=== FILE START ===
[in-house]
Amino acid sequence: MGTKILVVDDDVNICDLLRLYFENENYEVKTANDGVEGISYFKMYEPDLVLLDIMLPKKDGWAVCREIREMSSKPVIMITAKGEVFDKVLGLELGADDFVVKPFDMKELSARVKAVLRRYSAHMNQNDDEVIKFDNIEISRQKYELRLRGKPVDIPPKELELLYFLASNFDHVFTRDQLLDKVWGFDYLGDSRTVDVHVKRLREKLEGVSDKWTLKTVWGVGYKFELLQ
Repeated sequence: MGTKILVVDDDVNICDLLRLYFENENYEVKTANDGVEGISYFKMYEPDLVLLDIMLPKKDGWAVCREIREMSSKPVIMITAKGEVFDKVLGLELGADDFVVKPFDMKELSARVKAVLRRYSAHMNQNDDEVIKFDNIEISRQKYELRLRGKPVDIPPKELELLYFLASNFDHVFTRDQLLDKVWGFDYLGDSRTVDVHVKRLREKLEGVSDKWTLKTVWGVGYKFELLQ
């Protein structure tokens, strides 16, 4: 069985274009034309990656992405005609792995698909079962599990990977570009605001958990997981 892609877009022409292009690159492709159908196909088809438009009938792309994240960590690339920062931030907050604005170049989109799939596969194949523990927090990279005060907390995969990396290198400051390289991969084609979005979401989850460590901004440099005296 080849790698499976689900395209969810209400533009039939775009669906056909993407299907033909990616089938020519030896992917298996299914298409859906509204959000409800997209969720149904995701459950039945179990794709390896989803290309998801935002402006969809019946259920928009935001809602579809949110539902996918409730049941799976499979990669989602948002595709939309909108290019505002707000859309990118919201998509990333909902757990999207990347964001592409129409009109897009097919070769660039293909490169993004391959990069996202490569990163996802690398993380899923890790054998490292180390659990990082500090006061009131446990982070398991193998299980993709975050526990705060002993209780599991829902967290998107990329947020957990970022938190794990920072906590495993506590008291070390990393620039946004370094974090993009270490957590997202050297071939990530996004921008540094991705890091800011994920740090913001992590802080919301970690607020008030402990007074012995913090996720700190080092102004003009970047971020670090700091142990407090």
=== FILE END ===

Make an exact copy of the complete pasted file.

[in-house]
Amino acid sequence: MGTKILVVDDDVNICDLLRLYFENENYEVKTANDGVEGISYFKMYEPDLVLLDIMLPKKDGWAVCREIREMSSKPVIMITAKGEVFDKVLGLELGADDFVVKPFDMKELSARVKAVLRRYSAHMNQNDDEVIKFDNIEISRQKYELRLRGKPVDIPPKELELLYFLASNFDHVFTRDQLLDKVWGFDYLGDSRTVDVHVKRLREKLEGVSDKWTLKTVWGVGYKFELLQ
Repeated sequence: MGTKILVVDDDVNICDLLRLYFENENYEVKTANDGVEGISYFKMYEPDLVLLDIMLPKKDGWAVCREIREMSSKPVIMITAKGEVFDKVLGLELGADDFVVKPFDMKELSARVKAVLRRYSAHMNQNDDEVIKFDNIEISRQKYELRLRGKPVDIPPKELELLYFLASNFDHVFTRDQLLDKVWGFDYLGDSRTVDVHVKRLREKLEGVSDKWTLKTVWGVGYKFELLQ
């Protein structure tokens, strides 16, 4: 069985274009034309990656992405005609792995698909079962599990990977570009605001958990997981 892609877009022409292009690159492709159908196909088809438009009938792309994240960590690339920062931030907050604005170049989109799939596969194949523990927090990279005060907390995969990396290198400051390289991969084609979005979401989850460590901004440099005296 080849790698499976689900395209969810209400533009039939775009669906056909993407299907033909990616089938020519030896992917298996299914298409859906509204959000409800997209969720149904995701459950039945179990794709390896989803290309998801935002402006969809019946259920928009935001809602579809949110539902996918409730049941799976499979990669989602948002595709939309909108290019505002707000859309990118919201998509990333909902757990999207990347964001592409129409009109897009097919070769660039293909490169993004391959990069996202490569990163996802690398993380899923890790054998490292180390659990990082500090006061009131446990982070398991193998299980993709975050526990705060002993209780599991829902967290998107990329947020957990970022938190794990920072906590495993506590008291070390990393620039946004370094974090993009270490957590997202050297071939990530996004921008540094991705890091800011994920740090913001992590802080919301970690607020008030402990007074012995913090996720700190080092102004003009970047971020670090700091142990407090």